It's generally better to sell your existing home before buying another, but sometimes, market conditions are just right to buy before you sell. Other times, an unexpected event will force your hand, making you pull up stakes and put your house on the market.
Homebuyers who decide to buy before selling often write contingent contracts to purchase. The contingency is that the buyer's home must sell before the buyer is obligated to complete the purchase transaction on the new property.
Contingent contracts are usually a good deal for a buyer and risky for a seller. Many state realtor associations have devised legal documents that buyers and sellers can use to address contingent contract situations and protect the rights of both parties. For this piece, the details come from the California Association of Realtors' Form COP. Many other states utilize similar forms, but keep in mind that your own state's requirements may differ somewhat.
- The contingency contract will include key dates that the buyer must honor to keep the deal intact.
- If a buyer isn't in escrow with their existing home, this will be noted on the contingency contract, and it could be a red flag to the seller.
- Sellers typically keep their homes on the market after signing a contingency contract, and the contract will determine whether or not any incoming offers remove the sale contingency.
Purchase Contingent on the Sale of Buyer's Property
The seller will want to know the status of the buyer's sale process. A seller might not consider the offer at all if the buyer's home isn't even on the market yet. This gives the impression that the buyer isn't serious about selling or buying. On the other hand, if the buyer has nearly sold the home, it could signal that the buyer's home (and by extension, the seller's home) is just a few technicalities away from officially selling.
Form COP (or a similar state document) will break down the sale process into two broad categories, with space to clarify more detail.
Buyer's Property in Escrow
If the buyer's property is in escrow, that's a good sign to the seller. It effectively means that the buyer has sold their home before buying—they just haven't closed on the transaction yet. The seller will want to know the name of the escrow company, the escrow file number, and when the deal is scheduled to close.
Buyer's Property Not in Escrow
If the buyer's property isn't in escrow, it isn't necessarily a red flag for the seller, but the buyer will have to clarify where they're at in the process. The buyer will check a box declaring whether the home has been listed for sale yet or not.
If the buyer's home isn't listed yet, that could be a problem for the seller. This tells the seller that the buyer is simply thinking about making a change, but they haven't committed to anything yet.
If the buyer's home has been listed for sale, they will specify the name of their broker and the MLS number. If you're the buyer in this situation, you should ensure that you have a broker representing your property. The listing agent representing the seller will likely advise the seller to reject your offer if you're planning to sell your home without representation. It might seem unreasonable or unfair, but you won't appear credible to the listing agent or to the seller.
Whether the buyer's property is in escrow or not, the contingent contract will establish a timeline with key dates that the buyer must meet.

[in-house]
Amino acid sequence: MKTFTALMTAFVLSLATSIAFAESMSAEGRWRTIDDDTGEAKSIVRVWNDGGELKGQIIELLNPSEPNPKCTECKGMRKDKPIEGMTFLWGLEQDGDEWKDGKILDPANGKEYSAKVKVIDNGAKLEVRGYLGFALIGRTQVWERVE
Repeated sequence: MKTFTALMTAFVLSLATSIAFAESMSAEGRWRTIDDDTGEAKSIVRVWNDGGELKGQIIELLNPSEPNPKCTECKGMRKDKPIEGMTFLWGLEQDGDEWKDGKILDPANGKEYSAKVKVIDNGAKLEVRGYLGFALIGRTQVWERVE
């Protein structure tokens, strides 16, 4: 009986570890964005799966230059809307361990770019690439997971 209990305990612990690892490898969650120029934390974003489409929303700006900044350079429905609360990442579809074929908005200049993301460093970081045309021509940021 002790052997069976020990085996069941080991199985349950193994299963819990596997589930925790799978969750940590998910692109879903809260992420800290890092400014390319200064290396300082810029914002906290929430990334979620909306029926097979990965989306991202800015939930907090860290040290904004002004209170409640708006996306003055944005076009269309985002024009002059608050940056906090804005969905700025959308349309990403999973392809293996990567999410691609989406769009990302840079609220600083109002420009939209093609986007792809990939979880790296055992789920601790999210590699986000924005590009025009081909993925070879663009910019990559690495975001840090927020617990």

If the Property Is in Escrow
For properties in escrow, the buyer will provide the scheduled closing date while writing their offer to purchase. The date of closing is vital, and the seller will expect the buyer to close by that date.
If the Property Isn't in Escrow
For properties that aren't yet in escrow, the contract will stipulate a date by which the property must enter into escrow. As of June 1, 2020, California's Form COP defaults to 17 days after the contingent contract is signed, but the buyer and seller have the option to agree to an alternate timeline.
The first section of California's Form COP gives the buyer and seller the option to establish their own timeline. The key dates established here don't have to match the scheduled date of closing or any other timelines.
When the Seller Receives Other Offers
Part of the negotiation process for contingent contracts is whether sellers can cancel purchase agreements if they receive another offer. The seller typically retains the right to continue marketing the property, regardless of the option that's agreed upon.
Depending on how the contract is established, the seller can handle incoming offers in two ways:
Removal of the Sale Contingency
Under this provision, sellers with a new offer give buyers a set timeline (in California, the default is 72 hours) to remove the contingency. For the buyer, it doesn't necessarily mean that they must sell their home within this time, but their agreement will no longer hinge upon the sale of their own property. In other words, by removing the contingency, the buyer agrees to buy the home whether or not they've sold their old property. This could mean finding the funds to close elsewhere, such as by obtaining a bridge loan or liquidating other assets.
Backup Offers Only
This option essentially maintains the contingent contract, regardless of backup offers. The seller can't kick the buyer out of the agreement and force them to purchase if they get another offer. The seller is legally bound to sell to the contingent buyer—if they manage to sell their home within the original timeline agreed upon.
The seller can accept other offers as a backup, and if the buyer can't sell their home in time, then the seller can end the transaction with the contingent buyer and accept the backup offer. Very few sellers will accept this option, however, since it limits their options to sell.
Read your contract over carefully—or have a professional do so—if you're unsure where you stand with this type of clause.